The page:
Distribution of Moringaceae:
It is commonly called Moringa family. It includes single genus Moringa by Pax (1936) and Puri (1942) with 10 species, distributed in Tropics of the Old World. It is called Horse raddish and in Hindi Sajina. It is cultivated in all parts of Bengal, Rajasthan etc. for fruits and flowers, which are used as vegetables.
Economic Importance of Moringaceae:
The fruits and flowers of Moringa oleifera are used as vegetables. Its roots are a source of an edible condiment.
The oil obtained from seeds of Moringa is nondrying and used in lubrication of fine machinery.
Affinities of Moringaceae:
The systematic position of this family is controversial. Many taxonomists – Bessey, Wettstein and Core included it in Rhoeadales, being allied to Capparidaceae. The true systematic position as it appears should be under Parietals.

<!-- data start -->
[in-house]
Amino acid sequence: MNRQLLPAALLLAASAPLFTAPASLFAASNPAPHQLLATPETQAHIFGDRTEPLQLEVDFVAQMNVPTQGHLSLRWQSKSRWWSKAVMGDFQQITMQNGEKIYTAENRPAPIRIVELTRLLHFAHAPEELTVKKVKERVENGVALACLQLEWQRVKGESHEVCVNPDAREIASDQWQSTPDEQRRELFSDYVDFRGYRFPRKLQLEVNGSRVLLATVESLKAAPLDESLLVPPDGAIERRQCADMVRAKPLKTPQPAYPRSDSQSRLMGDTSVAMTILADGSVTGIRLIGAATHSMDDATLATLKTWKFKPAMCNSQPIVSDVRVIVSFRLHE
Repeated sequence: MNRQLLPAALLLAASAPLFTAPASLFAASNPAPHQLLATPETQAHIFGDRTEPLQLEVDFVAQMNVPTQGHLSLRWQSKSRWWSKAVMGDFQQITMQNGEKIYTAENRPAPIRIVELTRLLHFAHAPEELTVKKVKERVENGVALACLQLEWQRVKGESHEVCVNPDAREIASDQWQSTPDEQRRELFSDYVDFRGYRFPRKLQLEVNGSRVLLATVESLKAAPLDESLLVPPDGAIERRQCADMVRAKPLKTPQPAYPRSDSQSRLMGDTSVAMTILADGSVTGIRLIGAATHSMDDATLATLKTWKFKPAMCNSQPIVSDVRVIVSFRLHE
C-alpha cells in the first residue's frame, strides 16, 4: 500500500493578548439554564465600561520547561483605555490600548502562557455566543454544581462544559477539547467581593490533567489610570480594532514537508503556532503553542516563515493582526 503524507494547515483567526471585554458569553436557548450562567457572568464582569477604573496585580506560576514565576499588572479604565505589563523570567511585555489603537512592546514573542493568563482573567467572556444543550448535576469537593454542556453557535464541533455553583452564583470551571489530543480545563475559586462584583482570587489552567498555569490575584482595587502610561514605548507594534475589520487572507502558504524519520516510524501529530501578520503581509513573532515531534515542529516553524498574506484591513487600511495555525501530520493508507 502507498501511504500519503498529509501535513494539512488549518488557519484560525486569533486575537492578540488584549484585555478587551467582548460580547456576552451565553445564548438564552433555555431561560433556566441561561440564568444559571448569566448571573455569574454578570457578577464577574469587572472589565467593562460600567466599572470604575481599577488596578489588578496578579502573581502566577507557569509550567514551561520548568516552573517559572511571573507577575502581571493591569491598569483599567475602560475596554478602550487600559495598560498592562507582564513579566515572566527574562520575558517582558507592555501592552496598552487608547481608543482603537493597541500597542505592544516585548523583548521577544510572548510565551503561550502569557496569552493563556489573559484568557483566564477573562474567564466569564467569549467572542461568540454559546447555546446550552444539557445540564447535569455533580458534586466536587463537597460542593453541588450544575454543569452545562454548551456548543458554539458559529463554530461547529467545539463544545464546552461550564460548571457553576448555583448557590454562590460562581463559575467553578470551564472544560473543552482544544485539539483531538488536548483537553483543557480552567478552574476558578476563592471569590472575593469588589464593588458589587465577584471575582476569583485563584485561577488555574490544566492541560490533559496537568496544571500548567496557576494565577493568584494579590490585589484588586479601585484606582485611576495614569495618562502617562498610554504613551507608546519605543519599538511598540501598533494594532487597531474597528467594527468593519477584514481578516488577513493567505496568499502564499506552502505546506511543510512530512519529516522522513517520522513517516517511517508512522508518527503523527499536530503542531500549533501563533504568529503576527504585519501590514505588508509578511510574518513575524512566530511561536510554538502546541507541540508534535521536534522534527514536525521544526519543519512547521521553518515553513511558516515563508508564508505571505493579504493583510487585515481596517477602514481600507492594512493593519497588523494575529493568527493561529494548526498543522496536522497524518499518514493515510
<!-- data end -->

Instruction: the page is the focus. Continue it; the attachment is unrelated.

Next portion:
The family Moringaceae in the zygomorphy of flowers, perigyny and parietal placentation appears to be allied to Violaceae and Tovariaceae so its consequent taxonomic position is to be under Parietales, rather than Rhoeadales.
The stipitate ovary (gynophore?) and perigyny form a connecting link with Rhoeadales and Rosales. According to Puri (1942) the hypanthium is partly receptacular and partly appendicular – the basal and posterior parts are receptacular, the rim and anterior portion represent the basal parts of calyx.
According to Erdtman, the pollen grains similar to those of Moringa occur in several families, such as Capparidaceae and Resedaceae but certainly there is no relationship with the latter family (i.e., Resedaceae).